RALEIGH – Campbell Law School will host a three-month lecture series on eugenics – a controversial movement in the early 20th Century aimed at "improving the genetic composition of a population."
“Eugenics in America – History and Legacy” will feature several prominent legal scholars and historians offering a thorough and frank exploration into the history of eugenics in the United States. The series is open to the public.
The lecture series is slated to begin on Feb. 15 at 11:45 a.m. with a screening of “The Lynchburg Story.” The film dissects the early history of the eugenics programs in the 1930s and 1940s by focusing on the Lynchburg colony in Virginia, where over 8,000 children were forcibly sterilized. The event is sponsored by the Campbell Law School Christian Legal Society.
Following on Feb. 22, Dr. Phillip Thompson, Emory University Executive Director of the Aquinas Center of Theology, will speak at the law school at 11:45 a.m. A Catholic ethicist and historian of religion and science, Thompson will speak on the case of Buck v. Bell, which authorized states to engage in eugenics programs. His visit is sponsored by the St. Thomas More Society.
Campbell Law professors Lynn Buzzard, Amy Flanary-Smith and Jon Powell will also participate in a panel discussion with Dr. Thompson.
On March 21 at 11:45 a.m., the Black Lawyer Student Association and the Public Interest Law Society will sponsor University of Maryland College of Education Professor Steven Selden. Selden has written extensively on the history of the American eugenics movement. His most recent book, “Inheriting Shame: The Story of Eugenics and Racism in America,” received the Gustavus Meyer Award for books contributing to anti-racist thought.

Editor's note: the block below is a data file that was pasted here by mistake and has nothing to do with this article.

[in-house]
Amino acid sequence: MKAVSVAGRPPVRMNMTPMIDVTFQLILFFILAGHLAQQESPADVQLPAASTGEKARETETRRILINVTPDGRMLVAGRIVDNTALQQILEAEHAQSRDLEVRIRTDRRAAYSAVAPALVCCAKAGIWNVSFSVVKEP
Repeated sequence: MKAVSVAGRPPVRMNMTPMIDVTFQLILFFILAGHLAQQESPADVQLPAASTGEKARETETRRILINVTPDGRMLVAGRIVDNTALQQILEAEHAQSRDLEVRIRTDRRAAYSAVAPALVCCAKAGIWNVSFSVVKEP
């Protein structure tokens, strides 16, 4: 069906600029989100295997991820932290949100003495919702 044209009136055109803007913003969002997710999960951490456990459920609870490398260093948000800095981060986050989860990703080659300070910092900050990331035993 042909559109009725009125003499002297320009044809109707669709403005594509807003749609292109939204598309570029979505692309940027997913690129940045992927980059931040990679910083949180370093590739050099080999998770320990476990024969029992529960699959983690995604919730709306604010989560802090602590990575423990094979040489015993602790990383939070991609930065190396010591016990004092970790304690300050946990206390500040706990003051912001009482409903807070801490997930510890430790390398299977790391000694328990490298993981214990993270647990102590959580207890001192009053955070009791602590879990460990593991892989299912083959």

The Health Care Law Society and the Jewish Law Students Association will jointly host University of Wisconsin Law School Burrus-Bascum Professor of Law Victoria F. Nourse on March 30 at 11:45 a.m. Professor Nourse recently published a much-talked-about book, “In Reckless Hands: Skinner v. Oklahoma and the Near-Triumph of Eugenics,” in which she examined Oklahoma’s attempt to ameliorate crime by the mandatory sterilization of repeat-offenders. With this case, the Supreme Court ended forced sterilization as a punitive sentence.
The series was organized by Campbell Law School Professor Kevin P. Lee, a legal scholar with advanced degrees in Christian ethics, religious studies, philosophy and religion.
“These lectures explore the brute facts about the eugenics movement in America,” said Lee. “They remind us of the dangers to humanity posed by the advances in technology and scientific knowledge. This topic forces us to question the intrinsic worth and dignity of all people, as well as what to make of our own failings and past injustices.”
A hot-button issue in the state of North Carolina, Campbell Law has invited numerous members of the state legislature, including Gov. Beverly Perdue, North Carolina Speaker of the House of Representatives Thom Tillis and members of the North Carolina Eugenics Compensation Task Force.